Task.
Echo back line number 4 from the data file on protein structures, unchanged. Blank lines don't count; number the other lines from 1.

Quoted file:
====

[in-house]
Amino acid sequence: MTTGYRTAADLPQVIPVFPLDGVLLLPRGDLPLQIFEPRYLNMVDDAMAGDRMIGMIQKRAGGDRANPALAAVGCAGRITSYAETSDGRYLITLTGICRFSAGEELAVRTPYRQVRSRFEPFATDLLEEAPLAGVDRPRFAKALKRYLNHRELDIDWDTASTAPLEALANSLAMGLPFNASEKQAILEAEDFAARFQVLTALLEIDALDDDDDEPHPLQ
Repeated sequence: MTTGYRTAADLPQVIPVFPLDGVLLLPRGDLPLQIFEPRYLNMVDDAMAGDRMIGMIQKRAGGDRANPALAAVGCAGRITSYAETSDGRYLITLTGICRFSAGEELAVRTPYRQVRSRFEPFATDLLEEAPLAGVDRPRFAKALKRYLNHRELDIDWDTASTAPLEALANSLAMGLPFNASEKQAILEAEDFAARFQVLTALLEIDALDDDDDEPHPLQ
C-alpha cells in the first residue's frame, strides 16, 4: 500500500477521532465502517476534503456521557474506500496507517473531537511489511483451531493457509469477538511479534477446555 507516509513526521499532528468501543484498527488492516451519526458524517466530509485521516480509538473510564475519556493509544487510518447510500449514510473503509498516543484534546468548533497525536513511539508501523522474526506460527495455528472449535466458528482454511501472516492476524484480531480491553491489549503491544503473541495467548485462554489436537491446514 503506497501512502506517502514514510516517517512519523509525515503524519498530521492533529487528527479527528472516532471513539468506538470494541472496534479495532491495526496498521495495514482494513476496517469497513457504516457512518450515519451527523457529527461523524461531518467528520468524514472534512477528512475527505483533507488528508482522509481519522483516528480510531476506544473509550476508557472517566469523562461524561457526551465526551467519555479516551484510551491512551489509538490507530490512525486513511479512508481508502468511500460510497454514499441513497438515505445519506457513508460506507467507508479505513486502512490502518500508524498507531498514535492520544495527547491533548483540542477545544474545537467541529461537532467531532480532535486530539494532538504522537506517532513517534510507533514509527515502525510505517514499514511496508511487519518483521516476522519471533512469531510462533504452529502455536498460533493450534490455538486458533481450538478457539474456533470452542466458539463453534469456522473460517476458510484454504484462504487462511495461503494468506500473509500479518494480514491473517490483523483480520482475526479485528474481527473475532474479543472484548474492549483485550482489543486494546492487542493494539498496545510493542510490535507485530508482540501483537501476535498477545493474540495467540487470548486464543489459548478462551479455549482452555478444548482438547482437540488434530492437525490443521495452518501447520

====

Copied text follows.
C-alpha cells in the first residue's frame, strides 16, 4: 500500500477521532465502517476534503456521557474506500496507517473531537511489511483451531493457509469477538511479534477446555 507516509513526521499532528468501543484498527488492516451519526458524517466530509485521516480509538473510564475519556493509544487510518447510500449514510473503509498516543484534546468548533497525536513511539508501523522474526506460527495455528472449535466458528482454511501472516492476524484480531480491553491489549503491544503473541495467548485462554489436537491446514 503506497501512502506517502514514510516517517512519523509525515503524519498530521492533529487528527479527528472516532471513539468506538470494541472496534479495532491495526496498521495495514482494513476496517469497513457504516457512518450515519451527523457529527461523524461531518467528520468524514472534512477528512475527505483533507488528508482522509481519522483516528480510531476506544473509550476508557472517566469523562461524561457526551465526551467519555479516551484510551491512551489509538490507530490512525486513511479512508481508502468511500460510497454514499441513497438515505445519506457513508460506507467507508479505513486502512490502518500508524498507531498514535492520544495527547491533548483540542477545544474545537467541529461537532467531532480532535486530539494532538504522537506517532513517534510507533514509527515502525510505517514499514511496508511487519518483521516476522519471533512469531510462533504452529502455536498460533493450534490455538486458533481450538478457539474456533470452542466458539463453534469456522473460517476458510484454504484462504487462511495461503494468506500473509500479518494480514491473517490483523483480520482475526479485528474481527473475532474479543472484548474492549483485550482489543486494546492487542493494539498496545510493542510490535507485530508482540501483537501476535498477545493474540495467540487470548486464543489459548478462551479455549482452555478444548482438547482437540488434530492437525490443521495452518501447520